Endothelial MKK3 Is a Critical Mediator of Lethal Murine Endotoxemia and Acute Lung Injury

Department of Internal Medicine, Section of Pulmonary, Critical Care and Sleep Medicine, Yale University School of Medicine, New Haven, CT 06520.
The Journal of Immunology (Impact Factor: 4.92). 12/2012; 190(3). DOI: 10.4049/jimmunol.1202012
Source: PubMed


Sepsis is a leading cause of intensive care unit admissions, with high mortality and morbidity. Although outcomes have improved with better supportive care, specific therapies are limited. Endothelial activation and oxidant injury are key events in the pathogenesis of sepsis-induced lung injury. The signaling pathways leading to these events remain poorly defined. We sought to determine the role of MAPK kinase 3 (MKK3), a kinase of the p38 group, in the pathogenesis of sepsis. We used a murine i.p. LPS model of systemic inflammation to mimic sepsis. Lung injury parameters were assessed in lung tissue and bronchoalveolar lavage specimens. Primary lung endothelial cells were cultured and assessed for mediators of inflammation and injury, such as ICAM-1, AP-1, NF-κB, and mitochondrial reactive oxygen species. Our studies demonstrate that MKK3 deficiency confers virtually complete protection against organ injury after i.p. LPS. Specifically, MKK3(-/-) mice were protected against acute lung injury, as assessed by reduced inflammation, mitochondrial reactive oxygen species generation, endothelial injury, and ICAM-1 expression after LPS administration. Our results show that endothelial MKK3 is required for inflammatory cell recruitment to the lungs, mitochondrial oxidant-mediated AP-1, NF-κB activation, and ICAM-1 expression during LPS challenge. Collectively, these studies identify a novel role for MKK3 in lethal LPS responses and provide new therapeutic targets against sepsis and acute lung injury.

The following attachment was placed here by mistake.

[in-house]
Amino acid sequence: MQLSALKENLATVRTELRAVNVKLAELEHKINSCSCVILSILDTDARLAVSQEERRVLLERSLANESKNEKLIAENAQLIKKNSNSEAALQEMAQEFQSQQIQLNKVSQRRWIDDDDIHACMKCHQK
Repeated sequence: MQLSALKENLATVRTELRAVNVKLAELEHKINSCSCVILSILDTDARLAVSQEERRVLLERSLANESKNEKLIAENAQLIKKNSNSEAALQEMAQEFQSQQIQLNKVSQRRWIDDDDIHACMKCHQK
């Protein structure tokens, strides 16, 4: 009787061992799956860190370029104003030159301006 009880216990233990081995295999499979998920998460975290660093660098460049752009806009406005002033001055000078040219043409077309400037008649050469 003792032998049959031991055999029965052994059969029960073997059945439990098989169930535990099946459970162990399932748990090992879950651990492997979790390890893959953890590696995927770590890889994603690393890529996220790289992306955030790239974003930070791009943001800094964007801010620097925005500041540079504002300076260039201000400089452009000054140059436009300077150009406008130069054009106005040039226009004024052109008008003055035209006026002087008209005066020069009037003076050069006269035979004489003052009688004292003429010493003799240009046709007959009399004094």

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Available from: Praveen Mannam
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